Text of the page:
Of course, Facebook isn’t your only medium. You can create a clever hashtag on Twitter and invite fans to share their excitement for the event via contests, games and challenges, or other strategies to get them to retweet. Try posting provocative or mysterious event pics/videos on Instagram, Tik Tok, etc. and ask your followers to guess something about them or share their own videos. Drawing people into the event prior to the event is more likely to help your event go viral or at least reach more of your target market.
Your venue may have its own fan groups, but your talent surely does. You want to promote your event to these people first and foremost as they will likely be your biggest unpaid promoters. Get them excited about your event by adding incentives for shares, retweets, and involvement. Remember: these are the people that already love your venue and/or the talent you’ve booked. They are almost always willing to promote if you just ask.
Get fans excited by asking them to post videos and pics of them at previous concerts or at your venue. Offer them discounted merch for a specific number of social media shares. Give them “early bird access” to your event. Do whatever you can to make them feel special and they’ll honor you with getting your event info out to their friends.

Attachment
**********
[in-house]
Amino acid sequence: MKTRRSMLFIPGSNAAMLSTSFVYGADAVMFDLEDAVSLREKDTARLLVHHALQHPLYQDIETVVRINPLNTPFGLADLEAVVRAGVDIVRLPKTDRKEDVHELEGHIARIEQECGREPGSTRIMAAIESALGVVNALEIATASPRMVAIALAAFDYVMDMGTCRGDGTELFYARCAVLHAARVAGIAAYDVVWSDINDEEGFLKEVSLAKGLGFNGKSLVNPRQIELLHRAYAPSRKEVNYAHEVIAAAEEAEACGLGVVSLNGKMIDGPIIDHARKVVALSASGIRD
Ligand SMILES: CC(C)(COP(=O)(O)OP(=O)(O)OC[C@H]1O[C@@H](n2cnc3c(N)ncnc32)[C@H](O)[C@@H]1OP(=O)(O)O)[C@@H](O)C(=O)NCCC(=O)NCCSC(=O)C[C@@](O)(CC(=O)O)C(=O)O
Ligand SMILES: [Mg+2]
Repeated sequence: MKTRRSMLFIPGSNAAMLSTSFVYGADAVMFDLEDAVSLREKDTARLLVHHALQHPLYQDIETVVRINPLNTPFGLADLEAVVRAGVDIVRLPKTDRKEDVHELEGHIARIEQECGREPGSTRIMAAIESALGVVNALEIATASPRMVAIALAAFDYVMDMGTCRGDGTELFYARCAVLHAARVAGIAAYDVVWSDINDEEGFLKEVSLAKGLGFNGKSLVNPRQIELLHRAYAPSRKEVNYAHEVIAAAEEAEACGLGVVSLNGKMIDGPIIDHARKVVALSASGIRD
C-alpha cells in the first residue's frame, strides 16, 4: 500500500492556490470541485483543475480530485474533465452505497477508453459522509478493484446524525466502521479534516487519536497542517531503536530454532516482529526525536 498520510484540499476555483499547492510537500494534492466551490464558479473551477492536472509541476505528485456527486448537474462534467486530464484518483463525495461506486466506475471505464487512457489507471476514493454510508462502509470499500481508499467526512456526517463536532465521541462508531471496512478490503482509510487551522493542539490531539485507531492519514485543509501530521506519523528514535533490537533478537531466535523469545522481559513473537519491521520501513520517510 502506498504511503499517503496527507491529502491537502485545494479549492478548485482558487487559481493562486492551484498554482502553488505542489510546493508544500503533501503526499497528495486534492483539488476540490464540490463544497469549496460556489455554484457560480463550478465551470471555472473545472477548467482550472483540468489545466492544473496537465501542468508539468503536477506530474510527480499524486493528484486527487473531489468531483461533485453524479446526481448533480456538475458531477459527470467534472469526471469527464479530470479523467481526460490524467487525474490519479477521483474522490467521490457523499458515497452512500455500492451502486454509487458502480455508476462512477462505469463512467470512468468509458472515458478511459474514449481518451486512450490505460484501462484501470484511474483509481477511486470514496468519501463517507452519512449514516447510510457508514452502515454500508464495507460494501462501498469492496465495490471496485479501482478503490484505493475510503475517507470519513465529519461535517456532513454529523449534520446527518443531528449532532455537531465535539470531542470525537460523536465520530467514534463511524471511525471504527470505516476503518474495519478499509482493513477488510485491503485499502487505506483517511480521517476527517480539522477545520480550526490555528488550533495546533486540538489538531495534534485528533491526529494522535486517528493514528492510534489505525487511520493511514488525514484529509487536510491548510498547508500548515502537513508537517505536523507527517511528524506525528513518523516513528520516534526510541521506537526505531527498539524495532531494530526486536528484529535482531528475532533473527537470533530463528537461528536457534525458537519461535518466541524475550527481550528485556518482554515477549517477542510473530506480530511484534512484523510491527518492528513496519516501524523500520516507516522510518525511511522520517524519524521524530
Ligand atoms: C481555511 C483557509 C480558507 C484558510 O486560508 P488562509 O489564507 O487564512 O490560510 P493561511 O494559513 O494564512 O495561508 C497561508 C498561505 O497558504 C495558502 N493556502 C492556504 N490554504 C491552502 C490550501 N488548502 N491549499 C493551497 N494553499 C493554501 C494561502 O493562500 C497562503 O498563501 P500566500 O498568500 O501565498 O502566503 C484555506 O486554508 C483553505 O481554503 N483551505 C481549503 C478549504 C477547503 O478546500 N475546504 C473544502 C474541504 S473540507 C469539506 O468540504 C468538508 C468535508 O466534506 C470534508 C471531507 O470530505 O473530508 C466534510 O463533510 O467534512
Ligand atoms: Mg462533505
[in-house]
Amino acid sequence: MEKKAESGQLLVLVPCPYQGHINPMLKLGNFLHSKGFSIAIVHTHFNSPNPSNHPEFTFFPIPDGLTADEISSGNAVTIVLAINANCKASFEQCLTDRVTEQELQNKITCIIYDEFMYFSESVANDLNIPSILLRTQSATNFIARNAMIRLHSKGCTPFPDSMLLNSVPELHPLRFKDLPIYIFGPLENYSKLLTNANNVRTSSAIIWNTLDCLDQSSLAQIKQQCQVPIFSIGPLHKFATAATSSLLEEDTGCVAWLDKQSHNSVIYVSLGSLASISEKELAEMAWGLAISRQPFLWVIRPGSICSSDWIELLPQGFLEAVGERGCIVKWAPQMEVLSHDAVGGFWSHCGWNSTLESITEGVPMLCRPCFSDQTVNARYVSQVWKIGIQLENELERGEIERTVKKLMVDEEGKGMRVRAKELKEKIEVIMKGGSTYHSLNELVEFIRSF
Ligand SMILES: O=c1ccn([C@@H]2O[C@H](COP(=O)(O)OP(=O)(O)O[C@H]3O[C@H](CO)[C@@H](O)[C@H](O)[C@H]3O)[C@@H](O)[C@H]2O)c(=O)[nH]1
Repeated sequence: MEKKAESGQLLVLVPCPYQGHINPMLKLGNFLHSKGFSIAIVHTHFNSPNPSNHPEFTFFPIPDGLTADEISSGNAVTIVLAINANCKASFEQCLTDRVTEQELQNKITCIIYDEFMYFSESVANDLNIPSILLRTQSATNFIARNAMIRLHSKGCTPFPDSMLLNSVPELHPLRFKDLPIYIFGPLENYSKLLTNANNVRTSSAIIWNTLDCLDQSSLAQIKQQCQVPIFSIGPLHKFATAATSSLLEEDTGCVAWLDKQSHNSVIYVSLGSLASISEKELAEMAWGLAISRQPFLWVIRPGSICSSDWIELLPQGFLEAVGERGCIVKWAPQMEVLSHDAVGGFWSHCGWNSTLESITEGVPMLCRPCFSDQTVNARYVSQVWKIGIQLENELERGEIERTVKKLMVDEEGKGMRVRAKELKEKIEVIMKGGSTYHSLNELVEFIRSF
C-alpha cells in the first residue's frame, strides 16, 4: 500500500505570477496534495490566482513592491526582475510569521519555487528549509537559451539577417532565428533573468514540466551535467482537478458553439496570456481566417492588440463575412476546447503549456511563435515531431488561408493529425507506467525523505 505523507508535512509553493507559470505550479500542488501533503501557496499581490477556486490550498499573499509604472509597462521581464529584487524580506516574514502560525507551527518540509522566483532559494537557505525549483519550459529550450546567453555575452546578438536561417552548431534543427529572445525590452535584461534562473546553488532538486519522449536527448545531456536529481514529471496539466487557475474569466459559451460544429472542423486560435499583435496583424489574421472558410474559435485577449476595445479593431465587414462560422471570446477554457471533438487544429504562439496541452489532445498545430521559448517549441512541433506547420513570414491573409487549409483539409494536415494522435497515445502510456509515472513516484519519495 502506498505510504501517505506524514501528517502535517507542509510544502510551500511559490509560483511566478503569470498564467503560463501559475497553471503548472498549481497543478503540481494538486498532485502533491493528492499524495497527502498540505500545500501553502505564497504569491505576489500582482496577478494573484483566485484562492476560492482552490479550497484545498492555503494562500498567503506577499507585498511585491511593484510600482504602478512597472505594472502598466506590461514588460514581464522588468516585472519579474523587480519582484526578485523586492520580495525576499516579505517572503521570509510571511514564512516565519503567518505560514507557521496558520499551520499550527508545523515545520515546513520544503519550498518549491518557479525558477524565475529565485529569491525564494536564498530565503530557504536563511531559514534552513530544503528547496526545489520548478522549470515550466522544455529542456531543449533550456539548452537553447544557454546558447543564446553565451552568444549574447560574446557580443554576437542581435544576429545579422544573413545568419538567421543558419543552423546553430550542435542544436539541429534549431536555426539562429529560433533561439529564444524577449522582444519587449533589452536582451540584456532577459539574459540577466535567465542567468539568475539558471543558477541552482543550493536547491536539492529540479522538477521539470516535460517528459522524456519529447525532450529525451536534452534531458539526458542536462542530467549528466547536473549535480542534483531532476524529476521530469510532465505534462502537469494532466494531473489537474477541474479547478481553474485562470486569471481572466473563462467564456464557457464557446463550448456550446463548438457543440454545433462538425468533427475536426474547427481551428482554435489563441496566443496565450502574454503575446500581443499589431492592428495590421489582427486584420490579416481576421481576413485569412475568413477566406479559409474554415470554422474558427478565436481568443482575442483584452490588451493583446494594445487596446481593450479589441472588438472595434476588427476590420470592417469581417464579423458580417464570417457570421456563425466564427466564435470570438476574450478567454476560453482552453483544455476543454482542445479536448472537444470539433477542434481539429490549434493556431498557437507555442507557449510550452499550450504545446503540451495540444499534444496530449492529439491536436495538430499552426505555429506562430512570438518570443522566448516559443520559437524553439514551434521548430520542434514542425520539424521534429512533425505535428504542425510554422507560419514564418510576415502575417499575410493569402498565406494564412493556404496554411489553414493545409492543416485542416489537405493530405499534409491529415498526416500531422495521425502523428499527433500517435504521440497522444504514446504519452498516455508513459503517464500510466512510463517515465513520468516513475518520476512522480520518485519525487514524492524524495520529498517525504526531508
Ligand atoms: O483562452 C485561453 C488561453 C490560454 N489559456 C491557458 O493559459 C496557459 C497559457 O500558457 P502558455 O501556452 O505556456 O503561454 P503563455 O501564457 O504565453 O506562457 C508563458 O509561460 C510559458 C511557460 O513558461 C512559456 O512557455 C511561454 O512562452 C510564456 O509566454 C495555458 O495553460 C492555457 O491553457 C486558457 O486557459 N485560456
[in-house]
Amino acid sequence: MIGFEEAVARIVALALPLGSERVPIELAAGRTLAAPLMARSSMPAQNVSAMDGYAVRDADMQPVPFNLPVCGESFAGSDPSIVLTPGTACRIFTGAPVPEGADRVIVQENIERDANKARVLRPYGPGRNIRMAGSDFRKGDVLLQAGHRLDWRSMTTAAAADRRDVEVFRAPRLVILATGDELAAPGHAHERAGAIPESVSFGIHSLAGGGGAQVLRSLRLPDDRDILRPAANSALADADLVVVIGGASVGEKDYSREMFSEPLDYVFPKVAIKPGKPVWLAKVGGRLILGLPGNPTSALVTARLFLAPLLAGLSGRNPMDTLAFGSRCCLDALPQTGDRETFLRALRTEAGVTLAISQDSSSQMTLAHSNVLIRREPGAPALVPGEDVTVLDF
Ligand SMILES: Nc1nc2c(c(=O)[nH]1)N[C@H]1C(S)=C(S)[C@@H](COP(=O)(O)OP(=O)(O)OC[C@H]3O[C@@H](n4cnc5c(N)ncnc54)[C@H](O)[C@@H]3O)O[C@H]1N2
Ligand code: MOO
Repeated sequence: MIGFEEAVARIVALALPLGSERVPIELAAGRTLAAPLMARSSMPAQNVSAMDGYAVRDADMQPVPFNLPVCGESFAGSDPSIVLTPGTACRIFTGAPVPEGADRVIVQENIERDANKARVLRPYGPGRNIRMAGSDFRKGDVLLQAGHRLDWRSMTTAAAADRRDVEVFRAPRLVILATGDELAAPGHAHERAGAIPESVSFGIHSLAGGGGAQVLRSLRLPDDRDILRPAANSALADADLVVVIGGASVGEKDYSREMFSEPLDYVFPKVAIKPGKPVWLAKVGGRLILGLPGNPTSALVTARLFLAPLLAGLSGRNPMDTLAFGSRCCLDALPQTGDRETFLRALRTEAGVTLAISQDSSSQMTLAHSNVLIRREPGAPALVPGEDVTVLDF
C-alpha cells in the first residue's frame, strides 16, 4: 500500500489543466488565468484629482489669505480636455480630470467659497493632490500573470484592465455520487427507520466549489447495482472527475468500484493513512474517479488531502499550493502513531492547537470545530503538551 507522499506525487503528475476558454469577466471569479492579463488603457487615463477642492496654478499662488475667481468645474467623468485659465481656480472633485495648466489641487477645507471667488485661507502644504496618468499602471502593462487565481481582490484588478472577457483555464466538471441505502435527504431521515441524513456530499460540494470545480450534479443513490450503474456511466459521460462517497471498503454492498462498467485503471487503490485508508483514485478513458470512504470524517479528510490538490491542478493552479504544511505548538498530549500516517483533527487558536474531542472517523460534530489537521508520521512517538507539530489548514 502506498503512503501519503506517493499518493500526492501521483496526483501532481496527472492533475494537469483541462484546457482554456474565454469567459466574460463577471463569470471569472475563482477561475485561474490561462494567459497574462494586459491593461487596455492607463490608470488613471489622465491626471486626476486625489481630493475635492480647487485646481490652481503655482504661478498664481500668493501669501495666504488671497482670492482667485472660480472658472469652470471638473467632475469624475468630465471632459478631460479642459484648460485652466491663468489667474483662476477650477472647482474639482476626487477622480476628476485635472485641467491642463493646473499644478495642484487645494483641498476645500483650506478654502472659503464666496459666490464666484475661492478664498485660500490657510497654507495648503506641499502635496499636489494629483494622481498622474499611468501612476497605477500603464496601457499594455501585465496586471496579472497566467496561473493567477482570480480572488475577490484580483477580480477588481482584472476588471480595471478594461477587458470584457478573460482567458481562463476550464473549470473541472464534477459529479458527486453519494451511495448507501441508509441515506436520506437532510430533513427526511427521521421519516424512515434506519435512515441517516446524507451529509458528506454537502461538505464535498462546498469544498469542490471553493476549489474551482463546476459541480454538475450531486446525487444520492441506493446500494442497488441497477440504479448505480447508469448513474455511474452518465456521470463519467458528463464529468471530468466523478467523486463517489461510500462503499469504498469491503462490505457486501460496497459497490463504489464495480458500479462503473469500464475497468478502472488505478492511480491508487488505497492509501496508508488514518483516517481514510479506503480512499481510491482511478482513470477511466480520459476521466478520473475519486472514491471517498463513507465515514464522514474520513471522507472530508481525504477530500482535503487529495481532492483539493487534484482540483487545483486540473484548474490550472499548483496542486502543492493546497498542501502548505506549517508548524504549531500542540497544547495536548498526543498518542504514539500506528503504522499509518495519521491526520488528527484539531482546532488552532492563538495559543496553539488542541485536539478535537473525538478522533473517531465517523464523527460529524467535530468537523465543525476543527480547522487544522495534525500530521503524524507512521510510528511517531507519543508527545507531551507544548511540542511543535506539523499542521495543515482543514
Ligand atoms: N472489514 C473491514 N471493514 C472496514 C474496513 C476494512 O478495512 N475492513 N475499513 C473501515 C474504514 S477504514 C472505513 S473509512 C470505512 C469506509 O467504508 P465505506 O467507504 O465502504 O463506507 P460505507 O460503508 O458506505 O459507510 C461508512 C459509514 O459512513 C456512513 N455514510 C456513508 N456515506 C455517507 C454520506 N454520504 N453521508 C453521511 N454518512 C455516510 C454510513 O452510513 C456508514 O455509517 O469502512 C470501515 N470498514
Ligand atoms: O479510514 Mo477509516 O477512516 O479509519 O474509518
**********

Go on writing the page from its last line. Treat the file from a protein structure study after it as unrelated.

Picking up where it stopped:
Your venue website may be the first place people go to learn about any upcoming events. Be sure your website is optimized for event registration. You need an interesting website that attracts your target audience and offers information they want to see. Most importantly, your website needs to give your viewers easy access to register and pay for events, virtual or not.
Your website needs to be easy to navigate and users shouldn’t have to click on multiple links to get to what they need, particularly when it comes to buying a ticket. Use web analytics to see who is visiting, when, and where they are spending the most time. This will guide you on how to optimize your website further.
Keep in mind that you can still make money off of virtual events. You can:
- Sell tickets as usual to view concert
- Sell ad spaces on your website
- Sell merchandise
- Offer VIP tickets with added benefits
- Offer paid sponsorships
- Sell recordings of the event
- Ask for donations to view